Explore Derivatives

Higher-order derivatives

We already know that how we can take a derivative of function, and we’ve learned how to find the first and second derivatives — but can we find a third derivative? Or even higher?

You bet we can! The process of differentiation can be performed several times in a row, which leads to higher-order derivatives.

What does it mean to find a higher-order derivative?

A derivative of a function is a rate of change of a function with respect to a change of a variable. To find the higher-order derivative — or the $$n$$th derivative — means to find the derivative of the $$(n-1)$$th derivative of the function. So basically, it’s a derivative of a derivative of a derivative, etc.!

To help us during our differentiation, we’ll use differentiation rules rather than the definition of the derivative.

Why is the higher-order derivative so useful?

As we already know, the second derivatives can be really useful for graphing functions and determining the behavior of the preceding function’s graph!

How to find the higher-order derivative

If you already have solid skills for taking the first and second derivatives, finding a higher-order derivative should just be a few extra steps for you! Either way, let’s walk through some detailed examples together.

Example 1

Find the higher-order derivative:

$$\frac{d^3}{dx^3}\left(x^{7} + \frac{5}{3}x^{3} - 7x + \pi^{2}\right)$$

To find the higher-order derivative (in this case the third derivative), we’ll differentiate three times

$$\frac{d}{dx}\left(\frac{d}{dx}\left(\frac{d}{dx}\left(x^{7} + \frac{5}{3}x^{3} – 7x + \pi^{2}\right)\right)\right)$$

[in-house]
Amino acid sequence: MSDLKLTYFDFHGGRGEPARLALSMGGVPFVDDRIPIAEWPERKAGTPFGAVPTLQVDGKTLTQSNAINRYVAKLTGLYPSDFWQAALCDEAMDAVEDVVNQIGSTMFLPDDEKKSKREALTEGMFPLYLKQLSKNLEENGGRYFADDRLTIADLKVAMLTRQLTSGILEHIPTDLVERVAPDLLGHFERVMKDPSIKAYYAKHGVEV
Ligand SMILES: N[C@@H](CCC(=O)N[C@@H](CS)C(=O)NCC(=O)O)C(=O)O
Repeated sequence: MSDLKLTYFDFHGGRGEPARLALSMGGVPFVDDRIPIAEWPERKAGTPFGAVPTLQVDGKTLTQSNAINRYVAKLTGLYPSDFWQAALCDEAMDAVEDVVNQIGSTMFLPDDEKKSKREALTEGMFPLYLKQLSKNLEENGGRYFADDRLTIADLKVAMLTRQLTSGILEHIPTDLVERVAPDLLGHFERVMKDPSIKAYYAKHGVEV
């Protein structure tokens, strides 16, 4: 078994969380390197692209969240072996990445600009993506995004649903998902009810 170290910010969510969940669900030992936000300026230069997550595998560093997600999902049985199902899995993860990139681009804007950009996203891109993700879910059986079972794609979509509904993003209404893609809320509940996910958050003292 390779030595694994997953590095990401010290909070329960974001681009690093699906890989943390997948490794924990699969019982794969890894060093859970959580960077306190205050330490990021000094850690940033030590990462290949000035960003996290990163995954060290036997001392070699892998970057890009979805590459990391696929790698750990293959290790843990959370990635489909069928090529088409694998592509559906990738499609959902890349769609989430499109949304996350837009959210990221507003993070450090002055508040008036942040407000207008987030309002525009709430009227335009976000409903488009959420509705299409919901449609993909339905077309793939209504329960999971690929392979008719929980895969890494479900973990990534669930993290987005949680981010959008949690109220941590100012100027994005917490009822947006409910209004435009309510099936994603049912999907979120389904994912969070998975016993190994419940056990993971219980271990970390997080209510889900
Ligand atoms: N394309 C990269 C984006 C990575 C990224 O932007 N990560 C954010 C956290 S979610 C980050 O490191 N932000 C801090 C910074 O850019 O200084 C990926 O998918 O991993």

First, let’s find the first derivative:

$$\frac{d}{dx}\left(x^{7} + \frac{5}{3}x^{3} – 7x + \pi^{2}\right)$$

Use the differentiation rule $$\frac{d}{dx}(f+g)=\frac{d}{dx}(f)+\frac{d}{dx}(g)$$:

$$\frac{d}{dx}(x^{7}) + \frac{d}{dx}\left(\frac{5}{3}x^{3}\right) – \frac{d}{dx}(7x) + \frac{d}{dx}(\pi^{2}))$$

Use the differentiation rule $$\frac{d}{dx} (a\times f)=a\frac{d}{dx}(f)$$:

$$\frac{d}{dx}(x^{7}) + \frac{5}{3}\times\frac{d}{dx}(x^{3}) – 7\times \frac{d}{dx}(x) + \frac{d}{dx}(\pi^{2}))$$

Use the differentiation rule $$\frac{d}{dx} x^n=nx^{n-1}$$:

$$7\times x^{6} + \frac{5}{3}\times 3\times x^2 – 7\frac{d}{dx}(x) + \frac{d}{dx}(\pi^{2}))$$

Remember: the derivative of a variable to the first power is always $$1$$:

$$7\times x^{6} + \frac{5}{3}\times 3\times x^2 – 7\times 1 + \frac{d}{dx}(\pi^{2}))$$

The derivative of a constant is always $$0$$, so:

$$7\times x^{6} + \frac{5}{3}\times 3\times x^2 – 7\times 1 + 0$$

Removing the zero doesn’t change the value, so remove the zero:

$$7\times x^{6} + \frac{5}{3}\times 3\times x^2 – 7\times 1$$

Simplify the expression:

$$7 x^{6} + 5 x^2 – 7$$

On to the second derivative! Let’s take the derivative of each term, with respect to $$x$$:

$$\frac{d}{dx}(7 x^{6} + 5 x^2 – 7)$$

Use the differentiation rule $$\frac{d}{dx}(f+g)=\frac{d}{dx}(f)+\frac{d}{dx}(g)$$:

$$\frac{d}{dx}(7 x^{6} + 5 x^2 – 7)$$

Use the differentiation rule $$\frac{d}{dx}(f+g)=\frac{d}{dx}(f)+\frac{d}{dx}(g)$$:

$$\frac{d}{dx}(7 x^{6}) + \frac{d}{dx}(5 x^2) – \frac{d}{dx}(7)$$

Use the differentiation rule $$\frac{d}{dx} (a\times f)=a\frac{d}{dx}(f)$$:

$$7\times\frac{d}{dx}(x^{6}) + 5\times\frac{d}{dx}( x^2) – \frac{d}{dx}(7)$$